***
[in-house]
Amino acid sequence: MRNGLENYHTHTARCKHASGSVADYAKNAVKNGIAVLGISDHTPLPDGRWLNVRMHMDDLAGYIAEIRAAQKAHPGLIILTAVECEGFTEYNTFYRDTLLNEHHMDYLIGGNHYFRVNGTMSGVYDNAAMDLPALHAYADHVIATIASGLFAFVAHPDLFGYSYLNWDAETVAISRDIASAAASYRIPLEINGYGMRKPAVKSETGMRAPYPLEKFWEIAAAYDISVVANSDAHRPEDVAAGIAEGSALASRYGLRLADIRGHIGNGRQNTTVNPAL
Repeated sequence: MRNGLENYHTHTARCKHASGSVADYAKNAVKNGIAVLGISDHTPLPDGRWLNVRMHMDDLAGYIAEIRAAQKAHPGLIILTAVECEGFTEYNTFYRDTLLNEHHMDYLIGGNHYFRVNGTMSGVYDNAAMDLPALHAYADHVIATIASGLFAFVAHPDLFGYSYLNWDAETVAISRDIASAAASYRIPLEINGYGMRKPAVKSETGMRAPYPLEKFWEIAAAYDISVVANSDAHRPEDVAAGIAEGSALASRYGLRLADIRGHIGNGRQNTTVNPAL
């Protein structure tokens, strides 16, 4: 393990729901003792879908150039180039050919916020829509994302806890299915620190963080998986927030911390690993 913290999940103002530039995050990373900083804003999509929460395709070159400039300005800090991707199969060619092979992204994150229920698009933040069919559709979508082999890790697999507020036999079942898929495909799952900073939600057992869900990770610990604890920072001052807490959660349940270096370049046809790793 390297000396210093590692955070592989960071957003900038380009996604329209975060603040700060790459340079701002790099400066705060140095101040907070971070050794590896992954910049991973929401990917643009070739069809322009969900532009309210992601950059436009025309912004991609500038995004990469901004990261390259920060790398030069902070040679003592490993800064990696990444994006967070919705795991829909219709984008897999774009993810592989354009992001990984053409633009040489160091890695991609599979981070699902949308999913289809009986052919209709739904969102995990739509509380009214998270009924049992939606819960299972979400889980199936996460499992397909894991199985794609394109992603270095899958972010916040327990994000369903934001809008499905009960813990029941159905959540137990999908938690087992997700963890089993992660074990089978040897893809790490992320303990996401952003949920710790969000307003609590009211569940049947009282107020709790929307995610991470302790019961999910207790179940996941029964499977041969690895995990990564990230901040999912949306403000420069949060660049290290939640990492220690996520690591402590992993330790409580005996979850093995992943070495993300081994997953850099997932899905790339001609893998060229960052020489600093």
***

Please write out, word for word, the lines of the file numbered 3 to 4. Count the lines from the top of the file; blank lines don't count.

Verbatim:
Repeated sequence: MRNGLENYHTHTARCKHASGSVADYAKNAVKNGIAVLGISDHTPLPDGRWLNVRMHMDDLAGYIAEIRAAQKAHPGLIILTAVECEGFTEYNTFYRDTLLNEHHMDYLIGGNHYFRVNGTMSGVYDNAAMDLPALHAYADHVIATIASGLFAFVAHPDLFGYSYLNWDAETVAISRDIASAAASYRIPLEINGYGMRKPAVKSETGMRAPYPLEKFWEIAAAYDISVVANSDAHRPEDVAAGIAEGSALASRYGLRLADIRGHIGNGRQNTTVNPAL
């Protein structure tokens, strides 16, 4: 393990729901003792879908150039180039050919916020829509994302806890299915620190963080998986927030911390690993 913290999940103002530039995050990373900083804003999509929460395709070159400039300005800090991707199969060619092979992204994150229920698009933040069919559709979508082999890790697999507020036999079942898929495909799952900073939600057992869900990770610990604890920072001052807490959660349940270096370049046809790793 390297000396210093590692955070592989960071957003900038380009996604329209975060603040700060790459340079701002790099400066705060140095101040907070971070050794590896992954910049991973929401990917643009070739069809322009969900532009309210992601950059436009025309912004991609500038995004990469901004990261390259920060790398030069902070040679003592490993800064990696990444994006967070919705795991829909219709984008897999774009993810592989354009992001990984053409633009040489160091890695991609599979981070699902949308999913289809009986052919209709739904969102995990739509509380009214998270009924049992939606819960299972979400889980199936996460499992397909894991199985794609394109992603270095899958972010916040327990994000369903934001809008499905009960813990029941159905959540137990999908938690087992997700963890089993992660074990089978040897893809790490992320303990996401952003949920710790969000307003609590009211569940049947009282107020709790929307995610991470302790019961999910207790179940996941029964499977041969690895995990990564990230901040999912949306403000420069949060660049290290939640990492220690996520690591402590992993330790409580005996979850093995992943070495993300081994997953850099997932899905790339001609893998060229960052020489600093």